I came upon a pile red clay pipe sections
Laying in a thicket of green laurel.
They said to me
I know exactly where we're going.
We're going to join in with lines of color.
We're going to get ourselves back in a garden. And so it came to be. Another line of color was added in the garden. It may be a temporary contemplation aid until I find the right color of evergreen plant for this half sun location, but it works for now in the barren time.
I got to thinking some more. The upside down metal arbor on the Great Lawn had never flowed quite right. It was always a bit jarring, a bad note. Four years later a solution presented itself.
You see the thing is heavy. It had been bent out of shape by a heavy snow while encased in vines and ripped out of the stone base it was bolted into. I couldn't make it stand back up.
In the barren, I saw a support it could lean against. The arbor was moved and nailed to the side of a tree. More betta. Less jarring. Now it will pull your eye in a more pleasant fashion over and to the edge of the framing around the Great Lawn. Next I need to find about five or six Doghobble to follow me home to finish that frame.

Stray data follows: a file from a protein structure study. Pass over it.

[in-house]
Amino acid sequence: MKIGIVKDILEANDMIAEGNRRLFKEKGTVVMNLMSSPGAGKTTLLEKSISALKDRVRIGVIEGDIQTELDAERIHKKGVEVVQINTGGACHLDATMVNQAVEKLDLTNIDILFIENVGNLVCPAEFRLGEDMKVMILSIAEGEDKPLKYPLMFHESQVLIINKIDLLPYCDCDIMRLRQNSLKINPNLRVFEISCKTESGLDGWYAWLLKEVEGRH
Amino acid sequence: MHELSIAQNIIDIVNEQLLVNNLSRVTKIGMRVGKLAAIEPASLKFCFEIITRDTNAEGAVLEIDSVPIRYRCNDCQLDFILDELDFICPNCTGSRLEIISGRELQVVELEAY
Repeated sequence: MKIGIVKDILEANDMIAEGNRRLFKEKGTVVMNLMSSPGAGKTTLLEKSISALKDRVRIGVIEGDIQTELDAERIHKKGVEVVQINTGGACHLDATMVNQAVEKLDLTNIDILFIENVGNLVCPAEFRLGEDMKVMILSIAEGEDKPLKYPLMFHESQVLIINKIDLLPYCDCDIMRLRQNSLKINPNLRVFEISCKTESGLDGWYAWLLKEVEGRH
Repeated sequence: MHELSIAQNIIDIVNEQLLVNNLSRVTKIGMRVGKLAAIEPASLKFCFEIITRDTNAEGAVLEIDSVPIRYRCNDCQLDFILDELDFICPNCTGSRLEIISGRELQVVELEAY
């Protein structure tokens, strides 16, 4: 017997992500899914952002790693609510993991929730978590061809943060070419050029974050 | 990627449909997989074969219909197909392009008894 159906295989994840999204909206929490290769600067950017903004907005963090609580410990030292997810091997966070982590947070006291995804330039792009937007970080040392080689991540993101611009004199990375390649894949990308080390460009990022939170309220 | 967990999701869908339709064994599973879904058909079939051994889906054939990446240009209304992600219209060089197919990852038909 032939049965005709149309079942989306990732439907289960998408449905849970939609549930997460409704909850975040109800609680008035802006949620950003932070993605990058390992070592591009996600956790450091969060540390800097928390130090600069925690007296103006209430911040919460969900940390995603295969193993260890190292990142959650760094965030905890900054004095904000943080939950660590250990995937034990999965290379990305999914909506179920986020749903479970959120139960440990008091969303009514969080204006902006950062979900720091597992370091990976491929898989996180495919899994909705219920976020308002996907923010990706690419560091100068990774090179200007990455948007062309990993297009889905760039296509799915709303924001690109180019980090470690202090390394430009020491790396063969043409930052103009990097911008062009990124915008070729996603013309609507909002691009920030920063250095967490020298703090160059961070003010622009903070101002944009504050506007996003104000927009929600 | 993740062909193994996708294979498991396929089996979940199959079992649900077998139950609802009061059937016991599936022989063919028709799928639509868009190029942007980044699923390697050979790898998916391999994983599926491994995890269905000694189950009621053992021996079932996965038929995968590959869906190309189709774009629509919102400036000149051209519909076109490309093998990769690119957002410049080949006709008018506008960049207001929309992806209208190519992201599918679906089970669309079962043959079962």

All I need is the time and a half decent day and the mass of brown sticks that is the Flowering Raspberry and Hydrangea will be chopped down and dug up. I can pull rooted stem pieces out of the 'Streib's Findling' Cotoneaster and plant them right away.
I see that dark green, super flat ground cover extending to the right almost to that upper iris patch, the dark sky in a starry night.
And before the wind chilly made it too cold, there was one more thing. I simply was not going to be looking at bright orange tape on my baby deciduous shrubberies all winter long while waiting for the utility company's tree butchers to return. Who knows when they will be back.
The little details do matter, even in a wild cultivated garden.